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Vertebrate Gas Exchange System
Chapter 11

1)    Distinguish between the processes of: cellular respiration, gas exchange and breathing.

2)    Describe the location, structure and function of the following parts of the respiratory system: pleura, nose, pharynx, epiglottis, larynx, trachea, bronchi, bronchial tubes, bronchioles, air sacs and alveoli.

3)    State the role of the diaphram and ribs during breathing.

4)    How is breathing controlled?

5)    Explain external and internal respiration.

6)    Explain how and why oxygen and carbon dioxide move across alveolar membranes in the lungs and cell membranes in the rest of the body.

7)    Explain how oxygen and carbon dioxide are transported in the blood.

8)    Compare the structure of the respiratory system of a mammal with that of another vertebrate such as a bird.

1)    Cellular Respiration is the process of breaking down nutrients and releasing energy.

        Gas Exchange is the diffusion of gas on both sides of the respiratory surface.

        Breathing is the expansion contraction of the lungs by forcing air to enter or forcing air to leave.
(page 178-179)

2)  Pleura is the membrane that closely encloses each lung.  This is for structure and support.

    Nose air is taken in and pushed out of the body.  It also warms and cleans (with cillia) air that passes though.  This carries air to the pharynx

    Pharynx is a scientific word for throat.  This is part of the body's defense against infection.  This carries air to the larynx.

    Larynx is commonly known as the voice box.  By vibrating the vocal cords as air is exhaled sounds can be made.  This carries air to the trachea.

    Epiglottis is like a gate that stops food from going into the treachea when swallowing.

    Trachea is the windpipe.  It is kept open by cartilage embedded in its walls.  This carries air to the bronchi.

    Bronchi are the two tubes that the trachea divides into.  These carry air to the lungs bronchial tubes.

    Bronchial tubes are small tubes that branch off in a tree like fashion carring air to the bronchioles.

    Bronchioles are microscopic tubes that are similar to the bronchial tubes except they are much thinner because there is no cartilage.  This takes air to the air sacs.

    Air Sacs is the name that is given to a structure that ressembles a cluster of grapes.  Each air sac holds many alveoli.  (see fig 11-6 page 183)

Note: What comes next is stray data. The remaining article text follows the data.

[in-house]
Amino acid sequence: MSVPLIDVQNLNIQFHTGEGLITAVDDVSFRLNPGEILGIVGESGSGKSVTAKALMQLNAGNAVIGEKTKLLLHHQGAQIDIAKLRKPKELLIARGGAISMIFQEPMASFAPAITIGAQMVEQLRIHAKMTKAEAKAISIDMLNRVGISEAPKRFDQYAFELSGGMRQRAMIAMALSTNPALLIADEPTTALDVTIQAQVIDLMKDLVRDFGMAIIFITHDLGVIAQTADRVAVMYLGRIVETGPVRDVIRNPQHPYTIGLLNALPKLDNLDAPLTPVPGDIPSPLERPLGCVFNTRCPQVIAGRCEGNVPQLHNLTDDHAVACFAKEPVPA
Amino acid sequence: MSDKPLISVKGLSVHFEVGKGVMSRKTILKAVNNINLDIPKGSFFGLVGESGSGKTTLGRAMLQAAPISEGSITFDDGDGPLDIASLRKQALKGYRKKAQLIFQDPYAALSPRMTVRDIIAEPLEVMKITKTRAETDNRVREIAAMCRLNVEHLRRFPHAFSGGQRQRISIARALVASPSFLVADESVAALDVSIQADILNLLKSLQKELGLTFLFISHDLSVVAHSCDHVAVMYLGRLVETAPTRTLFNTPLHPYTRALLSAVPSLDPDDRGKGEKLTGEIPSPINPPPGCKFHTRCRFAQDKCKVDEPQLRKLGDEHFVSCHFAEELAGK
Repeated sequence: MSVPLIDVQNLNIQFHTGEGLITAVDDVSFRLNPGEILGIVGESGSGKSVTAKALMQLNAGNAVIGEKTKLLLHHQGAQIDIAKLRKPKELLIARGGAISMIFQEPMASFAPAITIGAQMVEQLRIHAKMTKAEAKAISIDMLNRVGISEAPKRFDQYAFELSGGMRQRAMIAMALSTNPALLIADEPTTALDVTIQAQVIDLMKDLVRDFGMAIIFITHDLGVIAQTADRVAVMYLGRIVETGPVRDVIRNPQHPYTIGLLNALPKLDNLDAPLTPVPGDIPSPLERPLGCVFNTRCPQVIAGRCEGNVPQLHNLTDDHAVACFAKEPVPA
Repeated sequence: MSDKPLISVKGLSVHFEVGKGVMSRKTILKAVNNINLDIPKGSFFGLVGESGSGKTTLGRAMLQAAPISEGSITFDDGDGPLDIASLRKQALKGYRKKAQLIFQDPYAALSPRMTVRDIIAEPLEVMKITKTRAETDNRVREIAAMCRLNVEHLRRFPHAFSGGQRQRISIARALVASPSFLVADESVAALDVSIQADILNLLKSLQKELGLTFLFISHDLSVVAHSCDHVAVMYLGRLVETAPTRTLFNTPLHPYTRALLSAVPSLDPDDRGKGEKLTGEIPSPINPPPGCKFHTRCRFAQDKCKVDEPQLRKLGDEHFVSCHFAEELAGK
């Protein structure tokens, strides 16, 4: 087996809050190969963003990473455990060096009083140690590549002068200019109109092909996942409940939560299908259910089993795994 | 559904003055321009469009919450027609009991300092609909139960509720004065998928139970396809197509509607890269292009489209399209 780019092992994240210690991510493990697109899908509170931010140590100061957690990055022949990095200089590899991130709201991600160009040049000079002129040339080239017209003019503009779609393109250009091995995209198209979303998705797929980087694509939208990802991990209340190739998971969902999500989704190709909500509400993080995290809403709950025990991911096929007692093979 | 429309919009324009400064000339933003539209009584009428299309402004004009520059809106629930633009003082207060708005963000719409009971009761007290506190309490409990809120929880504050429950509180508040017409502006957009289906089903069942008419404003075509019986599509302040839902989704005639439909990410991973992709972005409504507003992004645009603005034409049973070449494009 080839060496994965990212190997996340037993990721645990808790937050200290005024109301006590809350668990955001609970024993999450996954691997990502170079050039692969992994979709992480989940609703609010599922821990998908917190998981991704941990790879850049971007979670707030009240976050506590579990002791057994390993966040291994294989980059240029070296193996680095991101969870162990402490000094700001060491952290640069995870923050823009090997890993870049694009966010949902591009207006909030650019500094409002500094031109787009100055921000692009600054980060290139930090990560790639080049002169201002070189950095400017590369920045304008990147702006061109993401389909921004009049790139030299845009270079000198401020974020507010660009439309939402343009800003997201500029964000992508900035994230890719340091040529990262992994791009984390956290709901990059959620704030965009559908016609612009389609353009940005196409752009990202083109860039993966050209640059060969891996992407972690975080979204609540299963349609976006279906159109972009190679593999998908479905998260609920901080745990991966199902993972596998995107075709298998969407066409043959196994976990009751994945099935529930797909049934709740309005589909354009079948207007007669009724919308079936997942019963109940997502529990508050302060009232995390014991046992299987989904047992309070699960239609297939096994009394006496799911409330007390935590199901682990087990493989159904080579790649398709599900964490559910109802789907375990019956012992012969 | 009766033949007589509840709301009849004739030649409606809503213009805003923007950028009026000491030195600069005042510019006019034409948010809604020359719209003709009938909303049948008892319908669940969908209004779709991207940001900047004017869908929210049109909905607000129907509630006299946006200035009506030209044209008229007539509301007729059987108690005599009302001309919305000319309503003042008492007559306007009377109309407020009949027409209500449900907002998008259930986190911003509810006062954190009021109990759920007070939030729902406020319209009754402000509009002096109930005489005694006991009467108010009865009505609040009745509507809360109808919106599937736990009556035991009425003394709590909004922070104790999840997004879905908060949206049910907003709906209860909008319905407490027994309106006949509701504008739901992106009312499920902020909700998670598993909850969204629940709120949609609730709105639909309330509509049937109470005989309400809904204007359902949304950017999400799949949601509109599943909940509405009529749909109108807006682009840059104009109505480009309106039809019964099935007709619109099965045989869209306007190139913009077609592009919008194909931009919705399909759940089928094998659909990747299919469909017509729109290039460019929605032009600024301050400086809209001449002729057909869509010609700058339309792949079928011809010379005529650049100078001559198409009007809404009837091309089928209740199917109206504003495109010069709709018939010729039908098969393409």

Alveoli are one cell thick and act as the respiratory surface.  Each alveoli is surrounded by a rich network of capillaries.  This is where oxygen and carbon dioxide are exchanged from the blood to lungs and vice versa.
(page 183-185)

3)  During inhalation the diaphram is pulled down and the ribs are pulled up and out.  This decreases pressure in the lungs and air rushes in.

    During exhalation the diaphram and intercostal muscles between the ribs relax.  This increases the pressure inside the lungs and air rushes out.
(see fig 11-9 page 186)

4)  Breathing is controlled by the respiratory centre in the brain and many other structures in major arteries that are sensitive to blood oxygen levels.
(page 187)

5)  External respiration is the exchange of oxygen and carbon dioxide between the air and the blood in the lungs.

    Internal respiration is the exchange of oxygen and carbon dioxide between the blood and the body cells.
(page 186)

6)  Oxygen and carbon dioxide move across alveolar and cellular membranes in the body because of the process of diffusion.  Molecules move from an area of high concentration to an area of low concentration.
(page 187-189)

7)  In the blood oxygen is transported by attaching itself to a molecule of hemoglobin.  One hemoglobin can hold four oxygens and is then called oxyhemoglobin.  This turns the blood from a blueish colour to a bright red colour.  Carbon dioxide travels in the blood three different ways.  About 70% travels in the plasmas as bicarbonate ions.  About 20% travels with the hemoglobin as carboxyhemoglobin.  And about 10% travels in the plasma in solution.
(page 189)

8)  The respiratory system of a bird is much more advanced than that of a human.  Since flight requires much more energy than walking, birds must be able to provide their cells with mass quantities of oxygen.  They have air sacs that pouch out from the lungs and occupy space between the internal organs even in the cavities of larger bones.  This provides for more surface area for resperation to take place.
(see fig 35-4 page 621)